Oddly enough, fan outrage didn€™t account for much as the movie received glowing reviews and made over $450 million, cementing Tom Cruise€™s star power. They made a team dynamic into a star vehicle and it worked, it was one of the first film €˜reboots€˜ and it was a rip roaring success.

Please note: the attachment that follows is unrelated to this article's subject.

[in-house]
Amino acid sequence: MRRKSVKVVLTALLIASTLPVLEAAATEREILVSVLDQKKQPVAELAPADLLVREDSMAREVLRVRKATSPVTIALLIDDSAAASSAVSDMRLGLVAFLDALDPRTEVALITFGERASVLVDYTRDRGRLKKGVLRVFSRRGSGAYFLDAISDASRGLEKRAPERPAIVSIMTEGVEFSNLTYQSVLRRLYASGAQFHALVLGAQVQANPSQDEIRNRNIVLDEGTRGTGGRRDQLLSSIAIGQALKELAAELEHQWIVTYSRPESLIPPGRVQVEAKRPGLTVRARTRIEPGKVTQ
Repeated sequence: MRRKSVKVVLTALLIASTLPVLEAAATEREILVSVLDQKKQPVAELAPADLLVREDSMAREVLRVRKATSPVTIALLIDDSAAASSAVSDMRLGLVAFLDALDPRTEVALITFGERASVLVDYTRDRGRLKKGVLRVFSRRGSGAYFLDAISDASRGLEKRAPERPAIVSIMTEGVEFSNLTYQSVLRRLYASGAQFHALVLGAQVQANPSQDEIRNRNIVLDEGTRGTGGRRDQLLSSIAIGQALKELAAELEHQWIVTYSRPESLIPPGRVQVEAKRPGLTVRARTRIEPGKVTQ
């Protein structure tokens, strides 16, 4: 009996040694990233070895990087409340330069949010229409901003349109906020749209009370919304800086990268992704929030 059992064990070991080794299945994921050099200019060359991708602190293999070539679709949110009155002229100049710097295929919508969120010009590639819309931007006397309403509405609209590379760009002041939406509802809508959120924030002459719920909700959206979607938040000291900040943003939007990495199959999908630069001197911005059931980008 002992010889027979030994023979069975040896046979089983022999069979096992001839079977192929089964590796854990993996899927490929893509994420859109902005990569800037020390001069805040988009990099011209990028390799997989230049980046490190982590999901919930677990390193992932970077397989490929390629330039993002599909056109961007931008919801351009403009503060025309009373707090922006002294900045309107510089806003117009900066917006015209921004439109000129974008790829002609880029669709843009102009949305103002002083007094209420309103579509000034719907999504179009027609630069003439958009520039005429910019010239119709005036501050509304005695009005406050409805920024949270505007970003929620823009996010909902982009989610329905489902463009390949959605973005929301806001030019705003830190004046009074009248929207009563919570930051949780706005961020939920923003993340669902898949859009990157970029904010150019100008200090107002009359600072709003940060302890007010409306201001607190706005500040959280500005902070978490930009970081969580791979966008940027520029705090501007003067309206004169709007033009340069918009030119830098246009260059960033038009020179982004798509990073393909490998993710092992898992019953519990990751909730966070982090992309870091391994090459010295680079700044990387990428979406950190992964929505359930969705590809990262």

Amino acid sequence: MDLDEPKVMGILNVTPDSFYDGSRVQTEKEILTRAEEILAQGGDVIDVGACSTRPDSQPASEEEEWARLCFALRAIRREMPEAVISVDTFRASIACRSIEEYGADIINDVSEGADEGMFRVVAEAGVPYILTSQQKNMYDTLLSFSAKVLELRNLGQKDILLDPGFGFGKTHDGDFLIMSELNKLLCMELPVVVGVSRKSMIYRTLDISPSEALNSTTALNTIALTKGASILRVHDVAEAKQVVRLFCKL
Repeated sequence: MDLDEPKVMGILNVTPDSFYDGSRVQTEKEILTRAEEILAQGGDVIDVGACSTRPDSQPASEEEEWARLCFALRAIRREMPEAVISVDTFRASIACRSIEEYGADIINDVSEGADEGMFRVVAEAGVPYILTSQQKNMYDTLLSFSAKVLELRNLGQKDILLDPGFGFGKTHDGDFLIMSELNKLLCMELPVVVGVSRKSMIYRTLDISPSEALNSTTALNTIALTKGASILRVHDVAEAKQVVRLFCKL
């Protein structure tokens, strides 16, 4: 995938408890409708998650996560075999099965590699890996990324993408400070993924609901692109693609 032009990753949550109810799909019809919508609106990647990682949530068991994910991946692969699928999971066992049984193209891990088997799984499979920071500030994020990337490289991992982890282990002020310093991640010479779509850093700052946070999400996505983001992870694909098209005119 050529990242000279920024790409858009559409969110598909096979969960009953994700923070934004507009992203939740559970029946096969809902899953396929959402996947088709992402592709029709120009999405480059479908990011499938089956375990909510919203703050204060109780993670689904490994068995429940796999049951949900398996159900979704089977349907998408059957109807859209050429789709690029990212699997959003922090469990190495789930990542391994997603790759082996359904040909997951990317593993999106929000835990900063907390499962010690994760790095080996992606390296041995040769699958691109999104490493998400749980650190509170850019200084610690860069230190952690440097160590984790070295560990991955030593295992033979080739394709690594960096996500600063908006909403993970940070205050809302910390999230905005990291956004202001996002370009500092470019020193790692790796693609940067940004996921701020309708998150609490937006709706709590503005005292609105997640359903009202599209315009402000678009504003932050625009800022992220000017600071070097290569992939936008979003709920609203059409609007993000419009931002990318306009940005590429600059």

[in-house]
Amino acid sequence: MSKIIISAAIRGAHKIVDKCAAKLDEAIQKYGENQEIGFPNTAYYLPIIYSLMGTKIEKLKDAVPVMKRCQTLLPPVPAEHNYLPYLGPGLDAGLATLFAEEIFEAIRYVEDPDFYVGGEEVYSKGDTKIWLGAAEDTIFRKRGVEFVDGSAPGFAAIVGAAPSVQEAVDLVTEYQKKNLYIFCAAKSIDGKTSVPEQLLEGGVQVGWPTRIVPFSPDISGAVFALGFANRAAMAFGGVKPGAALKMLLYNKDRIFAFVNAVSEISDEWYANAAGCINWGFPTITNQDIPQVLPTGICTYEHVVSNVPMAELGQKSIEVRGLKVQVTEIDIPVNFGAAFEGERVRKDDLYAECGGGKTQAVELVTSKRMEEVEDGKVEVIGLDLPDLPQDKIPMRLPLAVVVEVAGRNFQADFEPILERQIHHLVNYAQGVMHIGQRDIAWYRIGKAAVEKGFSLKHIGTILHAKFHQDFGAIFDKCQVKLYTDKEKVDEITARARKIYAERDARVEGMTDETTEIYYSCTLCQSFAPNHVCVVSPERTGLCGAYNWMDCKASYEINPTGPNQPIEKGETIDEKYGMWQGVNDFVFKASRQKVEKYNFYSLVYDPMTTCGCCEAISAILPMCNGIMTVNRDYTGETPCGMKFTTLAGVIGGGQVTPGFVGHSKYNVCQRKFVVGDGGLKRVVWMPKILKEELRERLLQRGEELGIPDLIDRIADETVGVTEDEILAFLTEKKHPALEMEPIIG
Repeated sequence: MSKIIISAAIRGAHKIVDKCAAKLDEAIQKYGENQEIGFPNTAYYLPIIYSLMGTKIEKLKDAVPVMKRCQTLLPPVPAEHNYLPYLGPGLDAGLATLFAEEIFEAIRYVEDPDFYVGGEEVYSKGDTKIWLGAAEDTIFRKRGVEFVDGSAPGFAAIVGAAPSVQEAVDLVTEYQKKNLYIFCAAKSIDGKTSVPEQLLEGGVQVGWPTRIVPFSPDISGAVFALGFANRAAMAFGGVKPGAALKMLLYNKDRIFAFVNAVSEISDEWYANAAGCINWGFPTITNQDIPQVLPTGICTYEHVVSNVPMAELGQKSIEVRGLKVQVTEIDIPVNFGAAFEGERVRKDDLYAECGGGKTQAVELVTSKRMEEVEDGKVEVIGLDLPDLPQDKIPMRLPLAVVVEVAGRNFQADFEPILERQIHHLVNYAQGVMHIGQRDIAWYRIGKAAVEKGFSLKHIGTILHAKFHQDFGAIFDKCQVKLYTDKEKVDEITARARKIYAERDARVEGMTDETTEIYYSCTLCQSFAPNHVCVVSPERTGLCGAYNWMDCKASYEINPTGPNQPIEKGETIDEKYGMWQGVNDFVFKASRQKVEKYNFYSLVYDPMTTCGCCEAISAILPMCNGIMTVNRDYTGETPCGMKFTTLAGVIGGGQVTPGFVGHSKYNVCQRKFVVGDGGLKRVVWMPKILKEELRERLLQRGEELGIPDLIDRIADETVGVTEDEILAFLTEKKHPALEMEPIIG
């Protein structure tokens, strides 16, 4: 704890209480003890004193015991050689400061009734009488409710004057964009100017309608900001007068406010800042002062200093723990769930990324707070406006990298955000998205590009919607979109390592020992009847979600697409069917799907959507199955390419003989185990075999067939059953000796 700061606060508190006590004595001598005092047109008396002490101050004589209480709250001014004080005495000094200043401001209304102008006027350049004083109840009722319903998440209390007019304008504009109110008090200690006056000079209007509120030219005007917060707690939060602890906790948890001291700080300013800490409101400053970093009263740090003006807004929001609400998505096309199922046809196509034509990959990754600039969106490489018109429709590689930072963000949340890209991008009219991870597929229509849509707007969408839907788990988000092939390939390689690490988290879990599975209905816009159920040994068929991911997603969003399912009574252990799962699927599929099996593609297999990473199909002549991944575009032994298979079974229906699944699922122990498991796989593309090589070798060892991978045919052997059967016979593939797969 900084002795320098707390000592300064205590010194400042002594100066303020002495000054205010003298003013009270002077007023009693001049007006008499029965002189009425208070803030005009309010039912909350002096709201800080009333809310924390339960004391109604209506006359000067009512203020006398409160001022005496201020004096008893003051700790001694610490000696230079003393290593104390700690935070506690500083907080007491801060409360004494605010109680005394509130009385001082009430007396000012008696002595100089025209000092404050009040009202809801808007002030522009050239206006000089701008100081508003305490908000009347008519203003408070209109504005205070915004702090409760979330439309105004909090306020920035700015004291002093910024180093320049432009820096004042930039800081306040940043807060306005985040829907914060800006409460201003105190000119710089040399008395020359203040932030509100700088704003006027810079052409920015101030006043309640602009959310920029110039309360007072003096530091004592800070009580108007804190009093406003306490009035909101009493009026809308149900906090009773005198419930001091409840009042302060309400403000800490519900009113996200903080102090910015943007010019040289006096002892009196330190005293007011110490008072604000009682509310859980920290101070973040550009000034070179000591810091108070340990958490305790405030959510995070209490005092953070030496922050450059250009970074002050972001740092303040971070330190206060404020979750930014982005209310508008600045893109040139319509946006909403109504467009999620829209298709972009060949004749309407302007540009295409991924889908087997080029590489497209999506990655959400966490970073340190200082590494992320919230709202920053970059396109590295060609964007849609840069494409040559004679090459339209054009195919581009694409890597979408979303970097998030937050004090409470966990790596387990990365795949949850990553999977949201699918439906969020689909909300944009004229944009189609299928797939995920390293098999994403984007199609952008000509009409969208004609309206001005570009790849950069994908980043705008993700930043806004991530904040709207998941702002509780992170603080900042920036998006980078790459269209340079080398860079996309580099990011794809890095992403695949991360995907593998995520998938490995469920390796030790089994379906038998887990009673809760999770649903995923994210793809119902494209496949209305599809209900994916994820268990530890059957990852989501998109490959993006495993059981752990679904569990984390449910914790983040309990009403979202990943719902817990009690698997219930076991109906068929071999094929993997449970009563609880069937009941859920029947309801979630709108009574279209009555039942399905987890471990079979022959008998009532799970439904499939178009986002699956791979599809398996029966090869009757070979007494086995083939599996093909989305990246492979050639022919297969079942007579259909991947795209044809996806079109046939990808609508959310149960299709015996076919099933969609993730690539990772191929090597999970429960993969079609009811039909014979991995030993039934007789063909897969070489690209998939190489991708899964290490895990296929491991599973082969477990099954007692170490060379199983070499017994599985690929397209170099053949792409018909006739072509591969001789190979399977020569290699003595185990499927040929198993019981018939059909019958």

There are three reasons for this in my opinion. First, the original €˜Mission€™ fan base as loud as they were, were a minority. To the general public the show by this stage had felt dated and needed a kick start to boot it back into action. Secondly the internet was in it€™s infancy back then and movie studio€™s didn€™t pay it much heed. Every stage of the film's development wasn't tracked like it would be now. And DVD box sets didn€™t exist so it was hard to revisit the old TV series. If the movie was to be made today, the DVD€™s would see a resurgence in the fan base and fans could be far more vocal online, setting up petitions and fan sites to make absolutely sure that Phelps would be the main character. The third and final reason for the movies success was that it was a damn good movie. Simple as that.